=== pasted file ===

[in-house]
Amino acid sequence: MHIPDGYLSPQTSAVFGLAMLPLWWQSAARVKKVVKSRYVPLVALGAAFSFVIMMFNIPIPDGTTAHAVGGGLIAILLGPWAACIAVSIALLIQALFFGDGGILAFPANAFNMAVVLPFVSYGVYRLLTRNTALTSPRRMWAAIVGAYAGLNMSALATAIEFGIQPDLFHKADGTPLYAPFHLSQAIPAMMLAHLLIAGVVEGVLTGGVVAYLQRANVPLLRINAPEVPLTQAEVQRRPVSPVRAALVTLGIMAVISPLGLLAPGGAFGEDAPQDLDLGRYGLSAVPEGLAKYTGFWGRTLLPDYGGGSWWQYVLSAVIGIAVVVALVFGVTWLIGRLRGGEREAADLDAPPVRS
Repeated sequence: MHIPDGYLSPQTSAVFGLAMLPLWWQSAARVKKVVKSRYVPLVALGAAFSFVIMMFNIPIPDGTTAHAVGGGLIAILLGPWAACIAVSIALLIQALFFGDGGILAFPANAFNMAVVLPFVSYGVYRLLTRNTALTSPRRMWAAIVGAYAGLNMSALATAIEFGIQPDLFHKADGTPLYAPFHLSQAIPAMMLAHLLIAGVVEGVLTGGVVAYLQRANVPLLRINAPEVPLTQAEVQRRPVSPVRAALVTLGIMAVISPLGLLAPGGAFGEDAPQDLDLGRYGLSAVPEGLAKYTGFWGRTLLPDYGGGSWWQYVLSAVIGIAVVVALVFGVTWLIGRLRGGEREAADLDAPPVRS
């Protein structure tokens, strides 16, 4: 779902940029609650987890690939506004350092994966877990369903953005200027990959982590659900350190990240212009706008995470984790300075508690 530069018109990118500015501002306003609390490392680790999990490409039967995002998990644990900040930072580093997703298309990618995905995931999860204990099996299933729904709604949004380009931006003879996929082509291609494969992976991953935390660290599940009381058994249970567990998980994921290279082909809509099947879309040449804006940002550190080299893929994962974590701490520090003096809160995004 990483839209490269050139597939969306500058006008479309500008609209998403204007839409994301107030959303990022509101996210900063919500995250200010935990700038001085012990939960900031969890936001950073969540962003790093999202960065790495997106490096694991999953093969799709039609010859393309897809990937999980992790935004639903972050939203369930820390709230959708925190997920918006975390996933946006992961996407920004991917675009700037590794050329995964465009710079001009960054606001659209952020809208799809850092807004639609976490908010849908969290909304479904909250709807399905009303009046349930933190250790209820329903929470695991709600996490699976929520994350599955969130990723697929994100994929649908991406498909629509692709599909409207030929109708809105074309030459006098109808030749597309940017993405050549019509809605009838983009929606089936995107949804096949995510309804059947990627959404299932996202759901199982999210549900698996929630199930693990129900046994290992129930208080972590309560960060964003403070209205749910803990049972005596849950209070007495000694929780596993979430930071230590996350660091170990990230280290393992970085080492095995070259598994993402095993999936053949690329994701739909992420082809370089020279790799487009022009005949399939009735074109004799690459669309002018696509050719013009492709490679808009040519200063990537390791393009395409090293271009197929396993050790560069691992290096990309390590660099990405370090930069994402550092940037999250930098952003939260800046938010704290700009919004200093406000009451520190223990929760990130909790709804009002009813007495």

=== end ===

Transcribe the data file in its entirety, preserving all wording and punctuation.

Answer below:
[in-house]
Amino acid sequence: MHIPDGYLSPQTSAVFGLAMLPLWWQSAARVKKVVKSRYVPLVALGAAFSFVIMMFNIPIPDGTTAHAVGGGLIAILLGPWAACIAVSIALLIQALFFGDGGILAFPANAFNMAVVLPFVSYGVYRLLTRNTALTSPRRMWAAIVGAYAGLNMSALATAIEFGIQPDLFHKADGTPLYAPFHLSQAIPAMMLAHLLIAGVVEGVLTGGVVAYLQRANVPLLRINAPEVPLTQAEVQRRPVSPVRAALVTLGIMAVISPLGLLAPGGAFGEDAPQDLDLGRYGLSAVPEGLAKYTGFWGRTLLPDYGGGSWWQYVLSAVIGIAVVVALVFGVTWLIGRLRGGEREAADLDAPPVRS
Repeated sequence: MHIPDGYLSPQTSAVFGLAMLPLWWQSAARVKKVVKSRYVPLVALGAAFSFVIMMFNIPIPDGTTAHAVGGGLIAILLGPWAACIAVSIALLIQALFFGDGGILAFPANAFNMAVVLPFVSYGVYRLLTRNTALTSPRRMWAAIVGAYAGLNMSALATAIEFGIQPDLFHKADGTPLYAPFHLSQAIPAMMLAHLLIAGVVEGVLTGGVVAYLQRANVPLLRINAPEVPLTQAEVQRRPVSPVRAALVTLGIMAVISPLGLLAPGGAFGEDAPQDLDLGRYGLSAVPEGLAKYTGFWGRTLLPDYGGGSWWQYVLSAVIGIAVVVALVFGVTWLIGRLRGGEREAADLDAPPVRS
């Protein structure tokens, strides 16, 4: 779902940029609650987890690939506004350092994966877990369903953005200027990959982590659900350190990240212009706008995470984790300075508690 530069018109990118500015501002306003609390490392680790999990490409039967995002998990644990900040930072580093997703298309990618995905995931999860204990099996299933729904709604949004380009931006003879996929082509291609494969992976991953935390660290599940009381058994249970567990998980994921290279082909809509099947879309040449804006940002550190080299893929994962974590701490520090003096809160995004 990483839209490269050139597939969306500058006008479309500008609209998403204007839409994301107030959303990022509101996210900063919500995250200010935990700038001085012990939960900031969890936001950073969540962003790093999202960065790495997106490096694991999953093969799709039609010859393309897809990937999980992790935004639903972050939203369930820390709230959708925190997920918006975390996933946006992961996407920004991917675009700037590794050329995964465009710079001009960054606001659209952020809208799809850092807004639609976490908010849908969290909304479904909250709807399905009303009046349930933190250790209820329903929470695991709600996490699976929520994350599955969130990723697929994100994929649908991406498909629509692709599909409207030929109708809105074309030459006098109808030749597309940017993405050549019509809605009838983009929606089936995107949804096949995510309804059947990627959404299932996202759901199982999210549900698996929630199930693990129900046994290992129930208080972590309560960060964003403070209205749910803990049972005596849950209070007495000694929780596993979430930071230590996350660091170990990230280290393992970085080492095995070259598994993402095993999936053949690329994701739909992420082809370089020279790799487009022009005949399939009735074109004799690459669309002018696509050719013009492709490679808009040519200063990537390791393009395409090293271009197929396993050790560069691992290096990309390590660099990405370090930069994402550092940037999250930098952003939260800046938010704290700009919004200093406000009451520190223990929760990130909790709804009002009813007495």